Description
TECHNICAL FIELD

The present invention relates to elevators and, more particularly, to a novel sheave design for improved performance and durability.

BACKGROUND AND SUMMARY OF THE INVENTION

Conventional elevator systems have long utilized standard elevator ropes to suspend and move elevator cars. In order to optimize performance in such areas as traction, durability, ride quality and safety, numerous design parameters have limited various components such as motors, sheaves and rope grade to certain sizes, weights and dimensions.

New generation elevator systems are being developed that eliminate the need for various conventional components, through the implementation of superior performing traction and drive systems and other advancements. These types of systems offer many advantages over traditional elevator systems, including structural versatility and economy, convenient access for servicing and repair, and lighter building loads.

One particular advancement is the implementation of high-traction, high durability elevator ropes that are smooth running, light in weight and corrosive-resistant. One such type of rope is made of a plurality of tension-carrying cord members contained in a unitary insulation jacket made of, for example, a urethane material. For optimum performance with such ropes, it is desirable to adapt various components such as sheaves to interface closely.

Conventional elevator sheaves are cast iron and designed to accommodate traditional round, steel wire ropes. With the increasing feasibility of new generation elevator ropes, such as elastomer-coated, flat ropes, new problems related to tracking, traction and durability must be addressed. It is an object of the present invention to provide a sheave design having particular dimensional, geometric, and surface characteristics selected for optimum performance and durability for use with such new generation elevator ropes.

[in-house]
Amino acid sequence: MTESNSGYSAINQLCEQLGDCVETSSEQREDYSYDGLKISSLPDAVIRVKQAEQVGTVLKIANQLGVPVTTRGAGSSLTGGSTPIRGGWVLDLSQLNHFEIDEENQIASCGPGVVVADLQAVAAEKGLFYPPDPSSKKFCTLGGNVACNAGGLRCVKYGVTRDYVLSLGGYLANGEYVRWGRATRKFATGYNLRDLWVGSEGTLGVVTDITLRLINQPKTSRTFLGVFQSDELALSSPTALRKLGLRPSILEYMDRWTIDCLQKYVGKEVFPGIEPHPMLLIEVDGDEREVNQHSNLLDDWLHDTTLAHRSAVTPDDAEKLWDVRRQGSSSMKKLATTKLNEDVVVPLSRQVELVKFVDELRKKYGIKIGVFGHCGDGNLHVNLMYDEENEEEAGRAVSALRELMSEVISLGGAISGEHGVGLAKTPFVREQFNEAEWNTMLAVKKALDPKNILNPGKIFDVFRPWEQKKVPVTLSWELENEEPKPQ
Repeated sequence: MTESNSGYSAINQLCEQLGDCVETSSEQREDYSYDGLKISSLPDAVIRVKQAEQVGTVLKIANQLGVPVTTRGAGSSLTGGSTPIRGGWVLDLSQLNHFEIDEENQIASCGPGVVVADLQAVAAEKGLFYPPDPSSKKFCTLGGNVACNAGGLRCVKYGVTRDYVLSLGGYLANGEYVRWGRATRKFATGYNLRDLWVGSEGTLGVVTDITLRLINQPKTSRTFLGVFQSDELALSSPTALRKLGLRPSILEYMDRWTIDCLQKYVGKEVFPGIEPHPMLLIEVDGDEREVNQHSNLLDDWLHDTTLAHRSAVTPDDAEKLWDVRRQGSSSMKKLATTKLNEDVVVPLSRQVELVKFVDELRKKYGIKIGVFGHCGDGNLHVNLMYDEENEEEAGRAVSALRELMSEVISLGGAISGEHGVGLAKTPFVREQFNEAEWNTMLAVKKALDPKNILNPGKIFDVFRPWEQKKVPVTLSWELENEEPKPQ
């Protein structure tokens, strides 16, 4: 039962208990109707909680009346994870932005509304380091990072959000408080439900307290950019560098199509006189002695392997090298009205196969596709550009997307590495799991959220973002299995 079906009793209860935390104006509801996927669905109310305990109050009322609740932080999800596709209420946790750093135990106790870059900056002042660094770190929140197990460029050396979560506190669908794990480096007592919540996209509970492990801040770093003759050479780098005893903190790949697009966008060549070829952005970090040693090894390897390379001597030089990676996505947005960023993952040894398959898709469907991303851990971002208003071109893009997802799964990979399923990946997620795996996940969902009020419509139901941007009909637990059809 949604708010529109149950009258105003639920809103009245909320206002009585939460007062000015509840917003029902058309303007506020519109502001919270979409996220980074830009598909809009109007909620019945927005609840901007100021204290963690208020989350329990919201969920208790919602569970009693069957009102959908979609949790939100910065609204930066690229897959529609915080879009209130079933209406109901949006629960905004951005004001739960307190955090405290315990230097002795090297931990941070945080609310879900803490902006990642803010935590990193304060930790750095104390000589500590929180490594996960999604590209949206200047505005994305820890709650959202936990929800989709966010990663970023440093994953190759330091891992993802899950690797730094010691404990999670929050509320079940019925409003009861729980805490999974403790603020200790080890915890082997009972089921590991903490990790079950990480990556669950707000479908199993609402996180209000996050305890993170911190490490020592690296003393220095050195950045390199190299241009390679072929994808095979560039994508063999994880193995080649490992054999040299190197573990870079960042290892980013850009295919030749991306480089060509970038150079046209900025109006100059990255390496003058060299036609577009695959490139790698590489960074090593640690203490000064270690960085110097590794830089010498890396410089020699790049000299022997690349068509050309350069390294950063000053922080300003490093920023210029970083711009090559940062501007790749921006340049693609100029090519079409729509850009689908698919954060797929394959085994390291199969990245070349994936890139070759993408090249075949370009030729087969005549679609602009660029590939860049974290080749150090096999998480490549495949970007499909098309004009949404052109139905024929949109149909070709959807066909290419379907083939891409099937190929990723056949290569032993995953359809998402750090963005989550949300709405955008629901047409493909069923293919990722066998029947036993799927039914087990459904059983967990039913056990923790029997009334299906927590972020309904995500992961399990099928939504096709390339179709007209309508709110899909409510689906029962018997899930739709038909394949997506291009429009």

This object and others are achieved by the present invention sheave design. The present invention sheave design provides a convex contact surface defined by a crown height and crown radius dimension related to rope or belt width for tracking. Another aspect of the invention relates to a sheave design in which sheave groove width is related to belt width for tracking. Another aspect of the invention relates to providing a particular circumferential roughness to the contact surface for traction. The circumferential surface roughness is preferably about 1.0 to about 3.0 microns. Yet another aspect of the invention relates to providing a hard, corrossion-resistant coating on the sheave contact surface for improved durability. The coating preferably has a thickness of about 1-2 microns. The coating preferably has a hardness of greater than about 40 HRC.